Space Security

The United States relies upon space for a variety of essential daily services. Valuable space assets underpin our national security, help us forecast weather and predict natural disasters, enable GPS and satellite TV, spur our economy and industrial base, and keep U.S. troops and allies safe and secure around the world. Unfortunately, the current space environment threatens our ability to continue relying on these assets and all of the benefits they afford us.

PAST EVENTS
Threats to U.S. Space Investments (2013)

20 February 2013

The Secure World Foundation (SWF), the Space Foundation and the American Association for the Advancement of Science (AAAS) will hold a panel discussion about Threats to U.S. Space Investments on February 20, 2013 in room 2325 Rayburn House Office Building, Washington, DC. Lunch will be served at 11:30 am ET and the panel discussion will take place from 12:00-1:00 pm ET. Further details are on the SWF website. An RSVP is REQUIRED via that website.

On Wednesday, February 20th, 2013, the American Association for the Advancement of Science (AAAS), Space Foundation, and Secure World Foundation (SWF) will team up to host a luncheon and panel discussion on Capitol Hill addressing the importance of sustainability in outer space. The United States relies upon space for a variety of essential daily services. Valuable space assets underpin our national security, help us forecast weather and predict natural disasters, enable GPS and satellite TV, spur our economy and industrial base, and keep U.S. troops and allies safe and secure around the world. Unfortunately, the current space environment threatens our ability to continue relying on these assets and all of the benefits they afford us. Speakers will discuss this situation from national security, legal, political, and commercial perspectives. This event is open to the public, but will take place strictly under Chatham House Rules. RSVP is required.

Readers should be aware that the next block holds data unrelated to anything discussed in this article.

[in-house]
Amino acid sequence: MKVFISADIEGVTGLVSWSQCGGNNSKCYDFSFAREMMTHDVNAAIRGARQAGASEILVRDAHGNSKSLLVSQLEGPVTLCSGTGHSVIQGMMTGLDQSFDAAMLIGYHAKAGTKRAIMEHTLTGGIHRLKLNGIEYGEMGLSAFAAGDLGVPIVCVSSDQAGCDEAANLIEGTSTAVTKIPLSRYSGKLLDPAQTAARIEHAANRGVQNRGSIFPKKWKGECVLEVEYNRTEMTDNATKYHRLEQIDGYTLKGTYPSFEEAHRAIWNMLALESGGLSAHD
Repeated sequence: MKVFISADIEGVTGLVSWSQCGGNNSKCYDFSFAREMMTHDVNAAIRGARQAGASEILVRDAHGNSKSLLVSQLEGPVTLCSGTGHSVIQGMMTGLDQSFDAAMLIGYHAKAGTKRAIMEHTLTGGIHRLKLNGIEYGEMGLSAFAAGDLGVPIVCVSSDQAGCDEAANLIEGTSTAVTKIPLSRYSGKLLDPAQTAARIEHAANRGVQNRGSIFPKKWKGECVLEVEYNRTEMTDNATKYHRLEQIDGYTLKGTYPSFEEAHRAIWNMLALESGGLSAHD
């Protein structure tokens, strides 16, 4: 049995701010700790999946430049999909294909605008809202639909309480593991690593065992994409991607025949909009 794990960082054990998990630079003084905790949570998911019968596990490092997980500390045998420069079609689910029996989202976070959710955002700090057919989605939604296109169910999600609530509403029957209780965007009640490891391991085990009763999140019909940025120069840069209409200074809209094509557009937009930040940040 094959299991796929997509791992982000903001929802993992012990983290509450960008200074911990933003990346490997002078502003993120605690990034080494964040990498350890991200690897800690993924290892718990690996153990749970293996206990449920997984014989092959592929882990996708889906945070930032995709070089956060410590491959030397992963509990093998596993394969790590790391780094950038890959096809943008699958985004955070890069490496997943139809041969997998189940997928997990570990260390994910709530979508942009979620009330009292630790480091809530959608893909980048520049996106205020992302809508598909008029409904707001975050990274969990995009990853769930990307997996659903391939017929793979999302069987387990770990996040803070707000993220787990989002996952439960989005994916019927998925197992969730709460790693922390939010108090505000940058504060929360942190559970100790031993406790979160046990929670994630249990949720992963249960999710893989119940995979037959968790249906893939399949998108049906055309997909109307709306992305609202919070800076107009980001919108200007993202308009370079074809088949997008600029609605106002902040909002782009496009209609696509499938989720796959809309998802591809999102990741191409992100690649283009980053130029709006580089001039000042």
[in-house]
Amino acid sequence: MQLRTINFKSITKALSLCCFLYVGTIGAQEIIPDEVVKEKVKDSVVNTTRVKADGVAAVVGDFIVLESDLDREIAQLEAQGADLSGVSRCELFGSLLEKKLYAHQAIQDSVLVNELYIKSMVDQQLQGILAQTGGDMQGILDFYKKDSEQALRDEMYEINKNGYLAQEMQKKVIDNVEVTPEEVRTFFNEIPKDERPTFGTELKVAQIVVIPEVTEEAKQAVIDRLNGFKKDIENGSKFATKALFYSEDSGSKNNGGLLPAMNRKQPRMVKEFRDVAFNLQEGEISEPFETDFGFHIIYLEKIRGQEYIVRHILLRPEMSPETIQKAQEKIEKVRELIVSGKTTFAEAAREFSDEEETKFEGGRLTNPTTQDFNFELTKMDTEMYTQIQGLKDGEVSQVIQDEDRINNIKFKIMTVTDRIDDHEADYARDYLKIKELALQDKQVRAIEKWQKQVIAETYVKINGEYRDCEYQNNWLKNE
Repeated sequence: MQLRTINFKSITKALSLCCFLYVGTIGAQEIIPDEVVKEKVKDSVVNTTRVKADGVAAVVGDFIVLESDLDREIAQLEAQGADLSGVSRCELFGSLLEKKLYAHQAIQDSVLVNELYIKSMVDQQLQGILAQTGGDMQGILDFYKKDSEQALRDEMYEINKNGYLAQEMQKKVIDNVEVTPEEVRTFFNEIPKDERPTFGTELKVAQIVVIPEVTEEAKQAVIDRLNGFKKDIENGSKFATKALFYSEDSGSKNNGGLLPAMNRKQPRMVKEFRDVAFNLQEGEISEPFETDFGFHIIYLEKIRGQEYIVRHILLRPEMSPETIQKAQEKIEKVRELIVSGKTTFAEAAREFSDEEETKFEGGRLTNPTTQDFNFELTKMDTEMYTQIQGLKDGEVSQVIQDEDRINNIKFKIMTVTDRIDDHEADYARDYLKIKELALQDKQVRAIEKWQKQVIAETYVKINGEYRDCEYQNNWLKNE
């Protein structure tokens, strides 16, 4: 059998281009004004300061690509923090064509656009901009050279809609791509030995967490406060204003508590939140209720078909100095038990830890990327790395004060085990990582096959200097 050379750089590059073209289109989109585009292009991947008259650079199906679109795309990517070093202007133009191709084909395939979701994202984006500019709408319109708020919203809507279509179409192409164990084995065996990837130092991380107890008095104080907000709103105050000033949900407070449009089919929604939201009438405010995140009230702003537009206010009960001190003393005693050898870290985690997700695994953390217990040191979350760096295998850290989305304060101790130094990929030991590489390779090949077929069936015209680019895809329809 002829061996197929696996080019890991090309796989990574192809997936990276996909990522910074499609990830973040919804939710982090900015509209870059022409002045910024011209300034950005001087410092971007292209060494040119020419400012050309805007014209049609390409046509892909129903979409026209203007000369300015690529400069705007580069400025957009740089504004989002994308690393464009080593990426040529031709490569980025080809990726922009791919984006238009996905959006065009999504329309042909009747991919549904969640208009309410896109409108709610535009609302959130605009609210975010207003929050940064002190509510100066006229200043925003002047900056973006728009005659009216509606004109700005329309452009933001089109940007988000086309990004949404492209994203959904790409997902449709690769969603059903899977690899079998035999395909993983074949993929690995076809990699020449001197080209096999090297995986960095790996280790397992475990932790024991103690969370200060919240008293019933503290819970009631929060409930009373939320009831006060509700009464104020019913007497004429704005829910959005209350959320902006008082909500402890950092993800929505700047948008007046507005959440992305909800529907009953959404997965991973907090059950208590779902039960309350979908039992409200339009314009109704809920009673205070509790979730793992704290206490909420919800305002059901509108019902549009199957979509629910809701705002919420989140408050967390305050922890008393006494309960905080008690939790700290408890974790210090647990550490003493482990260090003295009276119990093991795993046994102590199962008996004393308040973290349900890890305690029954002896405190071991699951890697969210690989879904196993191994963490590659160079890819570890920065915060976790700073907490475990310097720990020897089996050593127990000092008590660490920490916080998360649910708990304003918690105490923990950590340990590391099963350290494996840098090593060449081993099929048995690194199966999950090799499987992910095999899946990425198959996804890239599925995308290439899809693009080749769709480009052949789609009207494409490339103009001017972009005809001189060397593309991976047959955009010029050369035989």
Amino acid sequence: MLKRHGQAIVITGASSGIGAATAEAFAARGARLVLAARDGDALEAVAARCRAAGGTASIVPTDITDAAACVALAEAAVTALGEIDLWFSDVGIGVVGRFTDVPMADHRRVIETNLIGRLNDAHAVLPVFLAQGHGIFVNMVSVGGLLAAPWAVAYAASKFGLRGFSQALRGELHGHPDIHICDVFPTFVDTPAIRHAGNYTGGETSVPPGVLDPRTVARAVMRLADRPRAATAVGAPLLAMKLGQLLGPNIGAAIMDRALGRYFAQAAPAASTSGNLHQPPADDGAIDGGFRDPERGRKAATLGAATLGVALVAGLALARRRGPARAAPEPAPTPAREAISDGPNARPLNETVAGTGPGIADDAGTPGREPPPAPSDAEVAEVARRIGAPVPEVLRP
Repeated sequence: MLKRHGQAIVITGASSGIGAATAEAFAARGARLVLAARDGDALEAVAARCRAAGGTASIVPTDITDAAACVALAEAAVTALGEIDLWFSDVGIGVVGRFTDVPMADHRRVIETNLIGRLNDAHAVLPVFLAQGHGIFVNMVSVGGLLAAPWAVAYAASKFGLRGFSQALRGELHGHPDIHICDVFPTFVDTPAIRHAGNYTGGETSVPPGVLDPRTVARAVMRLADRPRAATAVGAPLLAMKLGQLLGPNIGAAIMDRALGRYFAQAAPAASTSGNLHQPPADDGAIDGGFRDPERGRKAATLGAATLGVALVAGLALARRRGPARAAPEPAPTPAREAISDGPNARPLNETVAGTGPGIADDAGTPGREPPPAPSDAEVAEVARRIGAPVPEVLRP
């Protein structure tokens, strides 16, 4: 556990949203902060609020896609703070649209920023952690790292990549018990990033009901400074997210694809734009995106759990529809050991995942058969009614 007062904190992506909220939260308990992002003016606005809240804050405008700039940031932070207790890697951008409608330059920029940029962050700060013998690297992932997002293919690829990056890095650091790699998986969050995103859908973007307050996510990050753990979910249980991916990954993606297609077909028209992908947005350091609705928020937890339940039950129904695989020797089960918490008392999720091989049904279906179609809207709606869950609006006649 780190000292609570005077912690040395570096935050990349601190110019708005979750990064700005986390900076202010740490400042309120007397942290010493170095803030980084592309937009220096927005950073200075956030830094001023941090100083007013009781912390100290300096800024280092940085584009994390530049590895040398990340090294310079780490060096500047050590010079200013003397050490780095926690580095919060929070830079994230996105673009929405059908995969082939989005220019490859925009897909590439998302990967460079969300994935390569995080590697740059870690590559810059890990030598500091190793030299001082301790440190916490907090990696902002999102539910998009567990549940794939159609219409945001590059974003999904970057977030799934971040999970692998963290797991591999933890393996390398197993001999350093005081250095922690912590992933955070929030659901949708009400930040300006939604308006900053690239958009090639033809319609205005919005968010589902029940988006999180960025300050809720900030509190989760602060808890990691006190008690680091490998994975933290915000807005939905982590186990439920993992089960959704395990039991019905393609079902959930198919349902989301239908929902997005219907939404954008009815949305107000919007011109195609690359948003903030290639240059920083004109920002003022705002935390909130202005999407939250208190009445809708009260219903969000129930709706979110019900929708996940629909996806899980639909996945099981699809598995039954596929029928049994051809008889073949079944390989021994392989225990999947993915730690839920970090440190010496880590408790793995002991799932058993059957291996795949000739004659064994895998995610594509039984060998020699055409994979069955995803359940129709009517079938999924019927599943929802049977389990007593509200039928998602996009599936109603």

Speakers:

  • Brendan Curry (Moderator), Space Foundation
  • Patricia Cooper, Satellite Industry Association (SIA)
  • Henry Hertzfeld, George Washington University, Space Policy Institute
  • David Turner, U.S. Department of State, Office of Space and Advanced Technology
  • Anthony Mastalir (Invited), U.S. Joint Staff, Strategic Plans & Policy, Space & Missile Defense Division

EVENT HAS PASSED

Strengthening International Security through Global Science and Technology Cooperation in Space (2013)

7-8 February 2013

Space is often viewed in the U.S. through a narrow security lens-surveillance, communications and weaponization. Space, however, provides much more. Space is a natural laboratory for fundamental science and technology advancement, creating opportunities for cooperation and trust building with benefits to American national and international security. The June 28, 2012 U.S. National Space Policy placed emphasis on U.S. leadership in mutually beneficial international space cooperation, but implementation to date has been modest. Ms. Samson will be examining the mechanisms by which space can be utilized as a “soft power” instrument for the United States, international initiatives that promote space cooperation and current roadblocks that deter deeper collaboration in space.

EVENT HAS PASSED

Stronger International Cooperation Needed To Address Growing Threat of “Space Junk” (2012)

7 December 2013

Sputnik 1 first streaked across the virgin heavens a half-century ago ushering in the Space Age. Since then the number of manmade objects circling the globe has swelled into the hundreds of thousands. Space-based systems such as Global Positioning System (GPS), telecommunications, and weather forecasting have become so woven into daily life that they are taken for granted.But those systems increasingly are threatened by the discarded and broken pieces of these space programs, which can cause them physical harm, speakers said at a 7 December forum organized by the AAAS Center for Science, Technology and Security Policy.

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